Controllers’ homogeneous personality types: What features support the work?

No Thumbnail Available
Journal Title
Journal ISSN
Volume Title
School of Business | Master's thesis
Ask about the availability of the thesis by sending email to the Aalto University Learning Centre
Degree programme
89 + 10
This study aims to investigate whether personality features support controllers’ daily work. It also aims to offer explanations of why the personality types present in the accounting field, and among controllers, remain homogeneous across decades. Furthermore, a smaller objective is to investigate whether the personality types influence controllers’ roles and career-paths. Personality types of controllers or management accounting professionals, as described by the MBTI, are a rather unstudied topic. Still, academics are concerned because accounting as a profession is constantly changing, yet the professionals, or at least their personality types, are not. This study seeks to give explanations of some of these concerns and, in addition, add data to the existing research. The research method for this study is field study method. This study is also, to my knowledge, the first field study in this area. Using the field study method, this study has an opportunity to dive below the surface and find reasons for the current situation. The findings of the study are in line with earlier research. This study discovered the STJ personality type as the most common type for controllers, as with previous studies. The reasons for this outcome are also presented as, according to the interviewees, features of STJ are still the ones most fitting and supporting to perform the required tasks and roles of controllers. The findings of this study also suggest that personality type is not a real factor in the formation of a controller’s role. Lastly, the results of this study suggest that controllers preferring extraversion seek to add more social elements such as customer contact in their work, and those controllers are possibly more likely to aim to work in managerial positions than the ones preferring introversion. This study adds to the existing research by offering reasons why personality types have remained homogeneous, at least with controllers. It also contributes to the literature regarding a controller’s role and addresses the connection between personality types and the career-paths of controllers.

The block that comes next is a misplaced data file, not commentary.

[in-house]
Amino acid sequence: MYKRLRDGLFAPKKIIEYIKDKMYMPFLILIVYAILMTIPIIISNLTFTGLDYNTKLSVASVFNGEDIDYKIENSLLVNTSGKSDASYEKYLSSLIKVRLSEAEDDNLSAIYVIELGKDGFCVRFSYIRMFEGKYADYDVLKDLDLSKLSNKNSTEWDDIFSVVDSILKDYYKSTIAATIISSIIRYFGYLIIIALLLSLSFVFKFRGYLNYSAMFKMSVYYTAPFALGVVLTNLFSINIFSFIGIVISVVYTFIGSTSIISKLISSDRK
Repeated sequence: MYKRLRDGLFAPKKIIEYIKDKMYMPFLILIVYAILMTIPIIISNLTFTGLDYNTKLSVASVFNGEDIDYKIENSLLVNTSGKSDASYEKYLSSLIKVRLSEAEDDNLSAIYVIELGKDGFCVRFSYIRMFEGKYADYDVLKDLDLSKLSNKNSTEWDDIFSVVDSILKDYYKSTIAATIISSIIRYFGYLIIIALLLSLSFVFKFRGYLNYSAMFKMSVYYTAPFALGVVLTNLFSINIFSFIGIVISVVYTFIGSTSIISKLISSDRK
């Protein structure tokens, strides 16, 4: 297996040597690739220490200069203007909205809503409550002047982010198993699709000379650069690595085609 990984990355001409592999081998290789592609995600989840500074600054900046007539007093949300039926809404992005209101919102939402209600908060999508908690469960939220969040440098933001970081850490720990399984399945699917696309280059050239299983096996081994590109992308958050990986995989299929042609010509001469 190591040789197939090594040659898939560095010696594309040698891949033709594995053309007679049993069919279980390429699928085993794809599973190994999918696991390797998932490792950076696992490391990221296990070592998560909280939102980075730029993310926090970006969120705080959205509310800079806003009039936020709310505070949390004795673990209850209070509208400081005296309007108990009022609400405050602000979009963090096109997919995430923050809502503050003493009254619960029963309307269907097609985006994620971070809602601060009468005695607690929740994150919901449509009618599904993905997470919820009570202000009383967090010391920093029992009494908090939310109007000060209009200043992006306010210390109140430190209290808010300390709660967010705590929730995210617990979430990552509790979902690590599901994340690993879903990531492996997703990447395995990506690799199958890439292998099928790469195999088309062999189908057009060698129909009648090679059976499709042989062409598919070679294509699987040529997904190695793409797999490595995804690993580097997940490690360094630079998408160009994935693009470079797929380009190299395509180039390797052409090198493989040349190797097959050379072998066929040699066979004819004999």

Thesis advisor
Huikku, Jari
Silvola, Hanna
management accounting, management accountant, controller, MBTI
Other note